Saturday, March 13, 2021

The suckings and ejaculations of the heart

The ink and the blood in the turquoise water: these are the colors inside the fucking.
Is blue the color of hope or of despair?

Bluets, by Maggie Nelson, is an investigation into the colour blue, blueness in general, and love. In 240 meditations, or episodes, or prose poems, she grieves a relationship while a friend lies paralyzed following a serious accident. From the beginning, she also declares herself to be in love with the colour blue and proceeds down a path of philosophy, aesthetics, and symbolism.

4. I admit that I may have been lonely. I know that loneliness can produce bolts of hot pain, a pain which, if it stays hot enough for long enough, can begin to simulate, or to provoke — take your pick — an apprehension of the divine. (This ought to arouse our suspicions.)

Nelson calls them propositions, invoking Wittgenstein. She addresses Wittgenstein's Remarks on Color, written in his final months, directly. "He chose to write about color. About color and pain. Much of his writing is urgent, opaque, and uncharacteristically boring."

Goethe's Theory of Colour also plays a large role. Nelson turns to scientific, medical, philosophical, musical, artistic, and literary sources to describe the colour and the feeling it invokes. 

(Someone at bookclub mentioned Bluets during a discussion of Han Kang's The White Book. That's when I first heard of it. It immediately put me in mind of William H. Gass's On Being Blue, which Nelson also references.)

In proposition 21, she describes a dream:

There was a dance underway, in a mahogany ballroom, where we were dancing the way people dance when they are telling each other how they want to make love.

...and I think I understand that she is a little like me, and the devastation of her breakup is relatable, and the force of her everything is relatable. Now I think I am closer to understanding:

20. Fucking leaves everything as it is. Fucking may in no way interfere with the actual use of language. For it cannot give it any foundation either. It leaves everything as it is.

But I don't know. Is "may" an imperative construction? — fucking shall not be permitted to sway our communication, it cannot be the basis of our communication, it is something else entirely.

Where does the blueness reside? (What colour is my blue sofa in the dark?)

I am mystified by how a book of this sort comes to be published. It would infuriate many readers. I cannot imagine it having wide appeal. It is art. Maybe this is how I want to write, meditatively, propositionally. (I want to infuriate.) She posits the female gaze. I learn about Catherine Millet and Isabelle Eberhardt.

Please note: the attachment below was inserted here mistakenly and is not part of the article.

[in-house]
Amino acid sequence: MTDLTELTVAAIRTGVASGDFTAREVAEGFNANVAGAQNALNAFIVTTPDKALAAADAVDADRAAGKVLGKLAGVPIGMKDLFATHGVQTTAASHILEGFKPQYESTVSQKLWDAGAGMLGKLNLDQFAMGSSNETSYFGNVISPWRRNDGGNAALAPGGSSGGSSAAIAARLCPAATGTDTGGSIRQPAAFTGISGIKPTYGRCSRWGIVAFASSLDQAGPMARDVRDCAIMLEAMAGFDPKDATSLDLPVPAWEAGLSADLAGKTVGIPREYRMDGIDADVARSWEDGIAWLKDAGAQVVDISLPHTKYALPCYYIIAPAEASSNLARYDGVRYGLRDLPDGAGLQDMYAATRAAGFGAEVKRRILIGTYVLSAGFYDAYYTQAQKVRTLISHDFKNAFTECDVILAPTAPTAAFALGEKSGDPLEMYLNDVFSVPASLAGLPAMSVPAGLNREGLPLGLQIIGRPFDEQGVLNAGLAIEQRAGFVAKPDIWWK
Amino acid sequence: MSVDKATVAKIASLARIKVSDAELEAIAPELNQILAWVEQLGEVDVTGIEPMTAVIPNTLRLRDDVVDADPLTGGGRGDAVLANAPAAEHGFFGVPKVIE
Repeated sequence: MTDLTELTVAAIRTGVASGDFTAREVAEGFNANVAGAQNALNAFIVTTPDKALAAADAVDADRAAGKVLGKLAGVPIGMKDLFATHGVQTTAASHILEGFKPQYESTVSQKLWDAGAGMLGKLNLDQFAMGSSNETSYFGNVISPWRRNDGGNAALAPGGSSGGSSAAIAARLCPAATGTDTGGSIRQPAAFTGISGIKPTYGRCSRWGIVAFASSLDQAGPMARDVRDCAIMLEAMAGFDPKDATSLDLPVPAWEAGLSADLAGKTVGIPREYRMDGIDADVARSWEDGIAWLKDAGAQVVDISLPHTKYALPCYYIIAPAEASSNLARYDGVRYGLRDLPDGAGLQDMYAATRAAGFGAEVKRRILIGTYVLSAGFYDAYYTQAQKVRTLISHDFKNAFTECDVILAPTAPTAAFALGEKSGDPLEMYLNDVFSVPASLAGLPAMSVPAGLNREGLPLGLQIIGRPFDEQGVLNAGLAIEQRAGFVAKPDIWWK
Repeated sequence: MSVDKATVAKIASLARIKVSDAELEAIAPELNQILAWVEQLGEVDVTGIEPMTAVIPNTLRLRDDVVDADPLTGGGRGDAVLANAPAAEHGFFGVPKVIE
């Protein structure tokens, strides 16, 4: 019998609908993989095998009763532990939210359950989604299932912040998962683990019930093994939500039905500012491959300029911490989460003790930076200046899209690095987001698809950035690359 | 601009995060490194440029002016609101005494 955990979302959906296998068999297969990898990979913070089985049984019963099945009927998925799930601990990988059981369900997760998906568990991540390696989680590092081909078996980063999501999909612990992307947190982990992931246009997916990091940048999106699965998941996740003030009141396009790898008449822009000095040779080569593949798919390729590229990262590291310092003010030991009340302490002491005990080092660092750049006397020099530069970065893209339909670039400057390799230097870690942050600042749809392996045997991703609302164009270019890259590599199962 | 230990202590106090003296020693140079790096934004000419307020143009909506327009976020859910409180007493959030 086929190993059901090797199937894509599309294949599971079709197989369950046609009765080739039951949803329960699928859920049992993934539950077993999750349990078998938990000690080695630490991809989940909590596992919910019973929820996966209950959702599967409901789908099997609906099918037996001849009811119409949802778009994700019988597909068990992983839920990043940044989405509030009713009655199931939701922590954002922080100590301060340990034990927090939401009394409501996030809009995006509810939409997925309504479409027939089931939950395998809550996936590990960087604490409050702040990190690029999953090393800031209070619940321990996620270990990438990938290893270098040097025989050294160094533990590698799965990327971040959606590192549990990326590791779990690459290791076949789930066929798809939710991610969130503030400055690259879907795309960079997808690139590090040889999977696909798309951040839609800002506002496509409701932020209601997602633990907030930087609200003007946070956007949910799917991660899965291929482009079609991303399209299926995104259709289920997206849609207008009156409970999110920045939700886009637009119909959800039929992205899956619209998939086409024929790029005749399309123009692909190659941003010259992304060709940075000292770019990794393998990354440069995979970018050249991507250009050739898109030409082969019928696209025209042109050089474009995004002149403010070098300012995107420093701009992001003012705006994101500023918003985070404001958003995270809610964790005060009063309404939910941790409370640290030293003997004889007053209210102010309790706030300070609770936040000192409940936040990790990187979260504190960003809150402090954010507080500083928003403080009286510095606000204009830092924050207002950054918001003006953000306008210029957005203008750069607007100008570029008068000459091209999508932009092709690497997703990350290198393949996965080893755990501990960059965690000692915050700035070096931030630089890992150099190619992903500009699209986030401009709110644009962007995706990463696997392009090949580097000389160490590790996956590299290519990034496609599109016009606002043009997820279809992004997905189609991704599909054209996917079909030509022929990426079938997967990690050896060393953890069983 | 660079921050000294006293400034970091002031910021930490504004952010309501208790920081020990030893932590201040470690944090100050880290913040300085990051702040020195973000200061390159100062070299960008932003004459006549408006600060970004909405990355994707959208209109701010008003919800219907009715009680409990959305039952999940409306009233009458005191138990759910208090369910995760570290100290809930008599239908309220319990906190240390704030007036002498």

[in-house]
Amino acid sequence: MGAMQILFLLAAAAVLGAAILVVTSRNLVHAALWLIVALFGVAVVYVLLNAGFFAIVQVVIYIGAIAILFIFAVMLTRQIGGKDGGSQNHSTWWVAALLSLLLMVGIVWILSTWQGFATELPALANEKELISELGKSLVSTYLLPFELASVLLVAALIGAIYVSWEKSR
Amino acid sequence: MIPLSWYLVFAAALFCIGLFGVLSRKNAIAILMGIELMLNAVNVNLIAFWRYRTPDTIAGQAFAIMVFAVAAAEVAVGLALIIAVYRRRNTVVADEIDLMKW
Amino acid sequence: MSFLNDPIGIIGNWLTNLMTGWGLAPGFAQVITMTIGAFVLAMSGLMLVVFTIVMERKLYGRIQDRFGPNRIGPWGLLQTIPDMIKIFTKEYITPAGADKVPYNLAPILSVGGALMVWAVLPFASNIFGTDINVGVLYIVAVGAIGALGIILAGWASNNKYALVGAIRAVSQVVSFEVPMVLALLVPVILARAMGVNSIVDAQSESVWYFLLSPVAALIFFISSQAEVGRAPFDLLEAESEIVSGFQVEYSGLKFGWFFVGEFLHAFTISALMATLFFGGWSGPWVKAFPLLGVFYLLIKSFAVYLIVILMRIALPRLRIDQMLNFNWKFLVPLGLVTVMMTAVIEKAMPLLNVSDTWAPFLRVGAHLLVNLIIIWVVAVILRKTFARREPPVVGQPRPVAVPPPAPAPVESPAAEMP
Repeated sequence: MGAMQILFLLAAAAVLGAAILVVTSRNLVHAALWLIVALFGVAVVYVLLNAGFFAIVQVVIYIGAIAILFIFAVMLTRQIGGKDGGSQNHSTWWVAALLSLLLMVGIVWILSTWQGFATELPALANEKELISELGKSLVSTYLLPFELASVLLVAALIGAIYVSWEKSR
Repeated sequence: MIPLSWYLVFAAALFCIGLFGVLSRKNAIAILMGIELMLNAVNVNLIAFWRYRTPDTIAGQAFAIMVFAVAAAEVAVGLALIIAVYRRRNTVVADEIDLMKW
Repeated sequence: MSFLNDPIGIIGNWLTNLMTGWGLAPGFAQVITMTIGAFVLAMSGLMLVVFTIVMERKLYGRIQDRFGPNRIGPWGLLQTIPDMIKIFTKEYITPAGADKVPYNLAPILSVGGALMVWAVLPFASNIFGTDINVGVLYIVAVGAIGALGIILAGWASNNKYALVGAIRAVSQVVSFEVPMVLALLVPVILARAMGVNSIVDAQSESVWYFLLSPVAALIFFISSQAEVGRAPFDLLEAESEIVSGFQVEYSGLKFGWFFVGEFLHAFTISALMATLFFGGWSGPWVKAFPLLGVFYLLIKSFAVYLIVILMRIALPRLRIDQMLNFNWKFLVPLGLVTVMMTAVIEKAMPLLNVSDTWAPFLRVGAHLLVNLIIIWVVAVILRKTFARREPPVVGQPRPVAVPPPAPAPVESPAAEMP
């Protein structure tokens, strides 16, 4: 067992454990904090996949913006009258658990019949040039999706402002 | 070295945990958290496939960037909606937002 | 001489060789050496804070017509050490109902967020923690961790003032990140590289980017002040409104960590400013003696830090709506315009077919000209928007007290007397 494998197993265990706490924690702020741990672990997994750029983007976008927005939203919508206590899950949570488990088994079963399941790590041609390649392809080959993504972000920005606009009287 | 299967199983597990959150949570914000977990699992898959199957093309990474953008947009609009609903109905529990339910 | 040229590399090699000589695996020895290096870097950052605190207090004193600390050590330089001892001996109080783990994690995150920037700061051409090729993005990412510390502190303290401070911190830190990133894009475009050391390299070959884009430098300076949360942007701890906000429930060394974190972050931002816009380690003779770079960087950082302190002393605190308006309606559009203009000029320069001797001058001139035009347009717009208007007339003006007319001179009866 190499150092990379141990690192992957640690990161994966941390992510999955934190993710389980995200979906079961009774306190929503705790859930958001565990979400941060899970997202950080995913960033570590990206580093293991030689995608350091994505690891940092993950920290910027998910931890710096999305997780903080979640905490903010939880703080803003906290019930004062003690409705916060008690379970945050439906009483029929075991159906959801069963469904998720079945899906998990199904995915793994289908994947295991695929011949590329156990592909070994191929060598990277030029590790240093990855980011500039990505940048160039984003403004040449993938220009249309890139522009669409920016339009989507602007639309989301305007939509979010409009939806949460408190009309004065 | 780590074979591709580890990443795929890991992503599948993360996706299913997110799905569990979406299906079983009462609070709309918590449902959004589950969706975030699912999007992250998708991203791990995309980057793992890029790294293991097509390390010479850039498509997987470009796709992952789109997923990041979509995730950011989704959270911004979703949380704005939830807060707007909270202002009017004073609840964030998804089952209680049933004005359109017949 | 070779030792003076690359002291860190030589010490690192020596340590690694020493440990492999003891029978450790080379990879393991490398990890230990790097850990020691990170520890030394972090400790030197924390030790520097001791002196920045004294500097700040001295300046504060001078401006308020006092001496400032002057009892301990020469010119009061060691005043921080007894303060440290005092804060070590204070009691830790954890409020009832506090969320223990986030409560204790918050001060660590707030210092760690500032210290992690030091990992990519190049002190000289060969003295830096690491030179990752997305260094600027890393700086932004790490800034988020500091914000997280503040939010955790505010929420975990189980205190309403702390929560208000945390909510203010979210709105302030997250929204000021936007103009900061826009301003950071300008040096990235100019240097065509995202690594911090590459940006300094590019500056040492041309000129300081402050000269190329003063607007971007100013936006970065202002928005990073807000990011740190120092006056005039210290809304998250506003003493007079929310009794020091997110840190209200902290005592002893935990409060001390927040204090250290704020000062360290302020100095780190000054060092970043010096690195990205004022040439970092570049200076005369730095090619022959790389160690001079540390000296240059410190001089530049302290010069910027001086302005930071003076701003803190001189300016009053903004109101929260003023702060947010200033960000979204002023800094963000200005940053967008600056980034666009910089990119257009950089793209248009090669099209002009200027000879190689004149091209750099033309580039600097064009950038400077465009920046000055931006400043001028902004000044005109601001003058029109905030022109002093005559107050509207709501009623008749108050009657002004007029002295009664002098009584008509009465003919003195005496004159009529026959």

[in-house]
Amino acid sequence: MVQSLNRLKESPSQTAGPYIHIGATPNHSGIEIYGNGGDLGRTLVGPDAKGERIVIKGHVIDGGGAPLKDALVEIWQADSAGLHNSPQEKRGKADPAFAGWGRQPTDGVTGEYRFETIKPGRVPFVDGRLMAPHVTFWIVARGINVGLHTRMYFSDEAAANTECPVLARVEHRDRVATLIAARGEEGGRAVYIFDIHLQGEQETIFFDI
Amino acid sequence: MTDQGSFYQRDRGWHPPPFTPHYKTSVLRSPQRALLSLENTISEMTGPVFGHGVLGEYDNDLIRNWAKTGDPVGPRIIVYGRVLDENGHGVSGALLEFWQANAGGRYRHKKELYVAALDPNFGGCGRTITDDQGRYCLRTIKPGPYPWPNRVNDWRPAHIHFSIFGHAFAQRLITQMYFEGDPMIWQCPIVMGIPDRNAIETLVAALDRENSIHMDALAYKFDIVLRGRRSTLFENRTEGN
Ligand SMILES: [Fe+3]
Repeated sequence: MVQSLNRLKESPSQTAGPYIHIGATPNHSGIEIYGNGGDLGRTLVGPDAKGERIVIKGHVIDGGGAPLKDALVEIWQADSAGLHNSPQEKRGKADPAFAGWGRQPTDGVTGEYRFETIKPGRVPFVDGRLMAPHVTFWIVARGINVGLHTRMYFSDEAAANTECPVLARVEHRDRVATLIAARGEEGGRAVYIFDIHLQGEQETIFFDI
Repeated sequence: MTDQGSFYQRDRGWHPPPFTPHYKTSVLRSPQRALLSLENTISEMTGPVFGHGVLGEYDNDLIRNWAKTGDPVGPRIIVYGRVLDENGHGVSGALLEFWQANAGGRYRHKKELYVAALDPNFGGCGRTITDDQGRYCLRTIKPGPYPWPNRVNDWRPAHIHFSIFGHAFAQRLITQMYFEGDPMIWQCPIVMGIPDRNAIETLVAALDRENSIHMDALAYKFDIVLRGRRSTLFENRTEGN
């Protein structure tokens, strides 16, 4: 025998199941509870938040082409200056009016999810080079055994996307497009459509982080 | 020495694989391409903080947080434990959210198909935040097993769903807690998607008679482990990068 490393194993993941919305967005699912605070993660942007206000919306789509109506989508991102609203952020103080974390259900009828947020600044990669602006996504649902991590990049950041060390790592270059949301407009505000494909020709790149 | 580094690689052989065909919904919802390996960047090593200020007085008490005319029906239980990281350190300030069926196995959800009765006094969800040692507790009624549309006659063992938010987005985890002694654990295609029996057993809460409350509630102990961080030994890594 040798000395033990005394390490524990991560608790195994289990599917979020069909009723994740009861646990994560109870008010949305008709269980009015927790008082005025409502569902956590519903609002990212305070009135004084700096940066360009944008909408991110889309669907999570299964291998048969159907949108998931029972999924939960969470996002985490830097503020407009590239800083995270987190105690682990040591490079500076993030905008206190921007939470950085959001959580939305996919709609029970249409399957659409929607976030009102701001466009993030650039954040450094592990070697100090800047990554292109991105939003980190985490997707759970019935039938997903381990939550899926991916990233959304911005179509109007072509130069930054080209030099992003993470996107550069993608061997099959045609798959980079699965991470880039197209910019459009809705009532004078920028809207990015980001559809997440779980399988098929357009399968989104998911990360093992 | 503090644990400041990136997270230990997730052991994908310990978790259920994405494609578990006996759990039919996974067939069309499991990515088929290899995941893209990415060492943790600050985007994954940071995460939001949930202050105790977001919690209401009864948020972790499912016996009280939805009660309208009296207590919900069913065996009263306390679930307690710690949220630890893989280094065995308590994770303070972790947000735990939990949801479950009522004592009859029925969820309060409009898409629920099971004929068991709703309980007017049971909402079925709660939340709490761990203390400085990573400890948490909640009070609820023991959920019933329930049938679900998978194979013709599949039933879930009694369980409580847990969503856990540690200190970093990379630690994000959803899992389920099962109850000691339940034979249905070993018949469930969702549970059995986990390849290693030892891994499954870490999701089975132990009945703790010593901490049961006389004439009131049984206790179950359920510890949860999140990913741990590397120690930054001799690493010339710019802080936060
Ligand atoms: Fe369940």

For my part I have no interest in catching a glimpse of or offering you an unblemished ass or airbrushed cunt. I am interested in having three orifices stuffed full of thick, veiny cock in the most unforgiving of poses and light.

Horace-Bénédict de Saussure's cyanometer
I wonder what kind of woman is Maggie Nelson, and again I think she is like me.

72. It is easier, of course, to find dignity in one's solitude. Loneliness is solitude with a problem. Can blue solve the problem, or can it at least keep me company within it? — No, not exactly. It cannot love me that way; it has no arms. But sometimes I do feel its presence to a be a sort of wink — Here you are again, it says, and so am I.

Her blue is not holy or unholy. It is not depression, nor is it festive. It is some solace, a pharmakon, like fucking or writing. 

92. Eventually I confess to a friend some details about my weeping — its intensity, its frequency, She says (kindly) that she thinks we sometimes weep in front of a mirror not to inflame self-pity, but because we want to feel witnessed in our despair. (Can a reflection be a witness? Can one pass oneself the sponge wet with vinegar from a reed?)

I think my despair has been sufficiently witnessed. I am, however, desperate to be witnessed, before I disappear, witnessed in my desire and secrecy, my madness and joy.

178. Neither Cornell nor Warhol made the mistake of thinking that all desire is yearning. For Warhol, fucking was less about desire than it was about killing time: it is take-it-or-leave-it work, accomplished similarly by geniuses and retards, just like everything else at the Factory. For Cornell, desire was a sharpness, a tear in the static of everyday life — in his diaries he calls it "the spark," "the lift," or "the zest." It delivers not an ache, but a sudden state of grace. It might be worth noting here that both Warhol and Cornell could arguably be described, at least for periods of their lives, as celibate.

179. When I imagine a celibate man — especially one who doesn't even jerk off — I wonder how he relates to his dick, what else he does with it, how he handles it, how he regards it. At first glance, this same question for a woman might appear more "tucked away" (pussy-as-absence, pussy-as-lack: out of sight, out of mind). But I am inclined to think that anyone who thinks or talks this way has simply never felt the pulsing of a pussy in serious need of fucking — a pulsing that communicates nothing less than the suckings and ejaculations of the heart.

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